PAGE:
TRENTON, N.J. — Five Mexican nationals illegally present in the United States pleaded guilty in New Jersey state court Wednesday to operating multiple brothels in Lakewood which were part of a network of brothels in New Jersey, New York and other states. The men trafficked women from Mexico into the United States to work as prostitutes. The guilty pleas follow an investigation by U.S. Immigration and Customs Enforcement's (ICE) Homeland Security Investigations (HSI) and the New Jersey Division of Criminal Justice.
The men were charged last year after a joint investigation by HSI and the Division of Criminal Justice called "Operation No Boundaries."
"Human trafficking cases have been and continue to be a major priority for HSI," said Special Agent in Charge Andrew McLees of HSI Newark. "HSI's ability to reach beyond our borders into foreign nations where human trafficking is initiated and to partner with our state and local authorities creates a formidable strategy that grants law enforcement an advantage over those who deprive victims of their human rights. We are proud to stand next to our law enforcement partners with the State of New Jersey to announce a great success against this despicable crime."
Jose Cruz Romero-Flores, 39, aka "Chato," Felix Rios-Martinez, 48, and Raul Romero-Castillo, 31, each pleaded guilty Wednesday before Superior Court Judge Wendel E. Daniels in Ocean County to second-degree conspiracy to facilitate human trafficking for their roles operating the Lakewood brothels. The prosecution is seeking a five-year prison sentence in state prison for these defendants.
Santos Lazaero Flores-Cruz, 59, of Union City, and Haliro Bueno, 22, of Lakewood, each pleaded guilty to third-degree promoting prostitution. The prosecution is seeking a three-year prison sentence in state prison for these defendants.
The defendants are currently scheduled to be sentenced Aug. 7. All five men face removal from the country by ICE following the completion of their prison sentences.
According to court documents, Romero-Flores operated several Lakewood brothels. At the time the defendants were arrested in July 2013, he was operating a single brothel at 1093 Brook Road in Lakewood. HSI and Attorney General investigators revealed that Romero-Flores and other brothel owners in New Jersey, New York and additional surrounding states worked together as a loose network to bring women into the United States illegally, primarily from Mexico but also from other Latin American countries, and introduce them into a life of prostitution. Many women were tricked into believing they were going to the U.S. to work as house cleaners or babysitters. In other cases, they were coerced into going to the U.S. to work brothels and were ordered to send any money they earned back to Mexico.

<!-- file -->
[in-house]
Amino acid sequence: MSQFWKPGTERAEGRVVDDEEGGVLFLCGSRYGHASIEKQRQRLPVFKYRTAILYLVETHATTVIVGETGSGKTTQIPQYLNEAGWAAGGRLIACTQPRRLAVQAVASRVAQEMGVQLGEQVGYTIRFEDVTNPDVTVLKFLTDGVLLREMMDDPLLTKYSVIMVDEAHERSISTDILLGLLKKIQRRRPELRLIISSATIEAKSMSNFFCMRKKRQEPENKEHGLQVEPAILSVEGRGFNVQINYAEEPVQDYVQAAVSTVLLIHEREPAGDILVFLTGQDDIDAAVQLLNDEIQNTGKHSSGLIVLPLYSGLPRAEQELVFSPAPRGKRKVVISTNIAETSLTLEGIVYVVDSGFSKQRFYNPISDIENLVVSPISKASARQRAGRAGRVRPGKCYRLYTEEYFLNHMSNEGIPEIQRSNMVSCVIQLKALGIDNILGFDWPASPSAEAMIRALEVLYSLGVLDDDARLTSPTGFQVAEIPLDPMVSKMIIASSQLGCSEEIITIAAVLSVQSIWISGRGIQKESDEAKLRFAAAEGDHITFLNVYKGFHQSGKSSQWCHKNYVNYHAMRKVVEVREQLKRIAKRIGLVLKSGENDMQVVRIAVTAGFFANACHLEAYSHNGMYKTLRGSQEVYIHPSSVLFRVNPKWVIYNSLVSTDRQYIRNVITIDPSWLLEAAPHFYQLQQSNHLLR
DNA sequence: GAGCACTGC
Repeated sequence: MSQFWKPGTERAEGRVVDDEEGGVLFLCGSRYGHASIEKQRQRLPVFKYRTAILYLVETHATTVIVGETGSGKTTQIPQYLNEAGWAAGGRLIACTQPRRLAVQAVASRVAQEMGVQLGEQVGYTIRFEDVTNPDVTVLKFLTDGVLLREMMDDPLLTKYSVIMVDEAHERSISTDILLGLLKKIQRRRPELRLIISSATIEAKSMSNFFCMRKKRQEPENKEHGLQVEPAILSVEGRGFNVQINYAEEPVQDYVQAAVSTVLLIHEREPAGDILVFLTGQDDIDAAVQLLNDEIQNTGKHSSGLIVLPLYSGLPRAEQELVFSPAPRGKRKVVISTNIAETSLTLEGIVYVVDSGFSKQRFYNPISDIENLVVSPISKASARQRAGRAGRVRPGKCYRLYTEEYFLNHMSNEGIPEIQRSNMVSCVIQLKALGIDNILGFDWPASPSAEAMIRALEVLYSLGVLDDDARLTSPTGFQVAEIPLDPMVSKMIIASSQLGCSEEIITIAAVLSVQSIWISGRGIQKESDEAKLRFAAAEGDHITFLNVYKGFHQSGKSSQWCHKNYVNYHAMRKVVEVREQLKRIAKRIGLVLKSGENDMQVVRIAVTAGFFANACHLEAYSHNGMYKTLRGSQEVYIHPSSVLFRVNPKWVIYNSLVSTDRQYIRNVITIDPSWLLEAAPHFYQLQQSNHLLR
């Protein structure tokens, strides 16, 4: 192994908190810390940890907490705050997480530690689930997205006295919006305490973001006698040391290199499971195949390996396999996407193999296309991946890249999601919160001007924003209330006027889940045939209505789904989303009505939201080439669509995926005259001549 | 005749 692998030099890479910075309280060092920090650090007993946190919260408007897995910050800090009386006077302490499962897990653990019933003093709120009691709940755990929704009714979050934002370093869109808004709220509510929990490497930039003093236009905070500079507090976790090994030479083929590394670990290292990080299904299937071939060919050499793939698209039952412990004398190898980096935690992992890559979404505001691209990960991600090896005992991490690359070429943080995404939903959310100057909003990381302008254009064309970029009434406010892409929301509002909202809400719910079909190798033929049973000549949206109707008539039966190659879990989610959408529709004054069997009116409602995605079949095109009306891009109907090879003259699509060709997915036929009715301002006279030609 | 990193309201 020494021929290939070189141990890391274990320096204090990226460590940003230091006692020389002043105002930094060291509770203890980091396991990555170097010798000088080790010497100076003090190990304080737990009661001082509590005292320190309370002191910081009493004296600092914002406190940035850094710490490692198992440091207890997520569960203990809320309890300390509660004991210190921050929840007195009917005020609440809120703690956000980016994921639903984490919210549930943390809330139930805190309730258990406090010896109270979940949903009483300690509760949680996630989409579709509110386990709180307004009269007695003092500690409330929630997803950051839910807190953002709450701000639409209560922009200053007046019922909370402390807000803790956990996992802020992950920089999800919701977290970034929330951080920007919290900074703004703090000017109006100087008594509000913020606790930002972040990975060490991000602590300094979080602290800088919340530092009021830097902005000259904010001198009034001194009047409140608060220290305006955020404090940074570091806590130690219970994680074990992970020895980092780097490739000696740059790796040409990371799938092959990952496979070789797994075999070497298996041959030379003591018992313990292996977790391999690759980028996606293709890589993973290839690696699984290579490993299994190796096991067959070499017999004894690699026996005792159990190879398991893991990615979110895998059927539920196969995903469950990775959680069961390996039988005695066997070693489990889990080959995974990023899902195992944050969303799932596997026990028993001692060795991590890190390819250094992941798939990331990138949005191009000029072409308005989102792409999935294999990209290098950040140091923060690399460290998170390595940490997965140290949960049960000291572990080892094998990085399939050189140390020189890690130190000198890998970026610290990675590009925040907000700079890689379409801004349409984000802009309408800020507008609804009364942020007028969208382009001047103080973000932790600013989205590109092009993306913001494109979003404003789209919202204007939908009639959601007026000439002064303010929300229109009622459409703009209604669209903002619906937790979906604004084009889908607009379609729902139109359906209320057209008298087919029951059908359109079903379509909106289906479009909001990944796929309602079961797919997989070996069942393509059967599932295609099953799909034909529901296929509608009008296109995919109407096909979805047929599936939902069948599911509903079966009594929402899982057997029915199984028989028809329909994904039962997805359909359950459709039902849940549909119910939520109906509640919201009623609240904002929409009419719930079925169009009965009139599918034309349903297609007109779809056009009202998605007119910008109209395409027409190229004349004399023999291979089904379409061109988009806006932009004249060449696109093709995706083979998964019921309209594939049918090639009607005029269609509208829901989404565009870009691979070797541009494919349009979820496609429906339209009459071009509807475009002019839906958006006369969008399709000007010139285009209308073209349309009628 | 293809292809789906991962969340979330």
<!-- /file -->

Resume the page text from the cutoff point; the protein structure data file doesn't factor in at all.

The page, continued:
Romero-Flores's co-defendants each admitted to watching the brothels, driving women and clients to and from the brothels, and to carrying out other tasks.
In July 2013 HSI and Attorney General investigators executed search warrants for the brothel on Brook Road and Romero-Flores's home, as well as several vehicles, which resulted in the seizure of $5,800 in cash, identification documents including Mexican passports and driver's licenses, cell phones, laptops, and ledgers that listed the names of women who worked in the brothels and the dates they were scheduled to work.
The subsequent investigation revealed that brothel owners in the network paid "coyotes" to smuggle women into the U.S. from Mexico. The women, in many instances, were pressured to repay those who paid for them to be smuggled into the country. Once women were brought into the "circuit," they were moved from brothel to brothel, so clients of each brothel had greater variety. Romero-Flores ordered the women who worked for him to meet quotas. It was not uncommon for women who worked for him to service over 100 clients in a six-day week, from Monday through Saturday. Investigators believe several dozen women worked in the brothels run by Romero-Flores over the course of the investigation.
"This case fits a classic pattern of international sex trafficking, in which deception and coercion are used to enslave women in a horrific life of prostitution in the United States, where they must service up to 40 clients each day," said Acting Attorney General John J. Hoffman. "Once the victims are under the sway of the traffickers, they are powerless to escape. We are partnering across all levels of law enforcement to apprehend sex traffickers and rescue their victims from what amounts to modern day slavery."
"We have worked hard not merely to raise awareness of this degrading crime, but also to arrest and prosecute those who commit it," said Director Elie Honig of the Division of Criminal Justice. "We will continue to pursue all leads to catch sex traffickers and put them behind bars where they belong."
The New Jersey State Police, New Jersey Human Services Police, Lakewood Police, and the Brick Township Police each provided assistance to the joint HSI and Attorney General investigation.
The public can report suspected instances of human trafficking to HSI's tip line at 866-DHS-2ICE (1-866-347-2423) or by completing its online tip form. Both are staffed around the clock by investigators.